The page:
October 7, 2016

Mayo Clinic in the News Weekly Highlights

By Karl Oestreich

Mayo Clinic in the News LogoMayo Clinic in the News is a weekly highlights summary of major media coverage. If you would like to be added to the weekly distribution list, send a note to Emily Blahnik with this subject line: SUBSCRIBE to Mayo Clinic in the News. Thank you.

Editor, Karl Oestreich;  Assistant Editor: Emily Blahnik


New York Times
Men Get Osteoporosis, Too
by Jane E. Brody

Men remain inadequately tested and treated after low-trauma fractures “even though their risk of a subsequent fracture is markedly increased,” said Dr. Sundeep Khosla, an endocrinologist at the Mayo Clinic College of Medicine, echoing Dr. Adler’s concerns. In fact, Dr. Khosla said, thereThe New York Times newspaper logo is now evidence that even following a “high-trauma fracture,” as might happen in a car accident, they should have the strength of their bones checked. “Just because men escape the sudden bone loss women experience at menopause, that doesn’t mean men don’t lose bone as they get older,” he said.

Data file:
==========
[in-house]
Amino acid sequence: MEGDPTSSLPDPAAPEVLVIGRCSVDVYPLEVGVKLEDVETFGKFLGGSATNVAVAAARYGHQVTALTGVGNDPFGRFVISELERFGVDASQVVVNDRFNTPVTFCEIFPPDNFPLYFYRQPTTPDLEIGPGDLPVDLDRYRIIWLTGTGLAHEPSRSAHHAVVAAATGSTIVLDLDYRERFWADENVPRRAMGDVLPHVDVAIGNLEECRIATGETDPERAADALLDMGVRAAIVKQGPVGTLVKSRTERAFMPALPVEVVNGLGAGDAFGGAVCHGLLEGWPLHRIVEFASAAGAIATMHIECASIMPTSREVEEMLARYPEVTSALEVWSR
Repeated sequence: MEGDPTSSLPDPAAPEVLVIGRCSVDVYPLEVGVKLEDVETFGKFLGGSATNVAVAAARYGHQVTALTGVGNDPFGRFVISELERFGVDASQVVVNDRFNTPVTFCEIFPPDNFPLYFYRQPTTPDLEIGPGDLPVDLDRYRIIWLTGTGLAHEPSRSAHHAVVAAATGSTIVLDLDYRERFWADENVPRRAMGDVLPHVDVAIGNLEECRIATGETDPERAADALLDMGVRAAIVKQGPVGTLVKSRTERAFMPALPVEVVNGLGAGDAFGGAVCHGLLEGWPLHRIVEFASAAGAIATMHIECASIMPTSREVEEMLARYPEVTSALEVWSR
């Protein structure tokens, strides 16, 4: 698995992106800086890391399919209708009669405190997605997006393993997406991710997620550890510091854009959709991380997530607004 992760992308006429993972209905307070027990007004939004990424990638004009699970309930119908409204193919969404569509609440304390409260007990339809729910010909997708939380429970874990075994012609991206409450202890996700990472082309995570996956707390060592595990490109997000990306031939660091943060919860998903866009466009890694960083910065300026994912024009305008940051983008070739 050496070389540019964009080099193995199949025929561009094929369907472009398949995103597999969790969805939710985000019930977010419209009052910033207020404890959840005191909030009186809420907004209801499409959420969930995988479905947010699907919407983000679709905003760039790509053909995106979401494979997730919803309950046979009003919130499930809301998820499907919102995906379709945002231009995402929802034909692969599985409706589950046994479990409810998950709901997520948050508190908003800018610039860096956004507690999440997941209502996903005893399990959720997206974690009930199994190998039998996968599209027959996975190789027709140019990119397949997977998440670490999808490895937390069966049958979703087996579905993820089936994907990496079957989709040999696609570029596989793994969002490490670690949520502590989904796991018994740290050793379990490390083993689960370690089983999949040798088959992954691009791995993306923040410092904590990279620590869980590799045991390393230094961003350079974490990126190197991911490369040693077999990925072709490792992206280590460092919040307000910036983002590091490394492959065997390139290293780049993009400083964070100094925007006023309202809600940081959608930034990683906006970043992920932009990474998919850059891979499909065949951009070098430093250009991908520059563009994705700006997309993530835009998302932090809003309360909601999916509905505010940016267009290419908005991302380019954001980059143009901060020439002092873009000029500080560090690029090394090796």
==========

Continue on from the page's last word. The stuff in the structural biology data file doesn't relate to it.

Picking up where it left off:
Reach: The New York Times has a daily circulation of nearly 649,000 and a Sunday circulation of 1.18 million.

Context: Sundeep Khosla, M.D. is a Mayo Clinic endocrinologist. Dr. Khosla's research focuses on the mechanisms of age-related bone loss, sex steroid regulation of bone metabolism and the detrimental effects of diabetes mellitus on bone. Dr. Khosla's research group in his Osteoporosis and Bone Biology Laboratory is examining how fundamental aging mechanisms in bone lead to increased skeletal fragility.

Contact: Bob Nellis


Public granted rare access to the Historic Plummer Building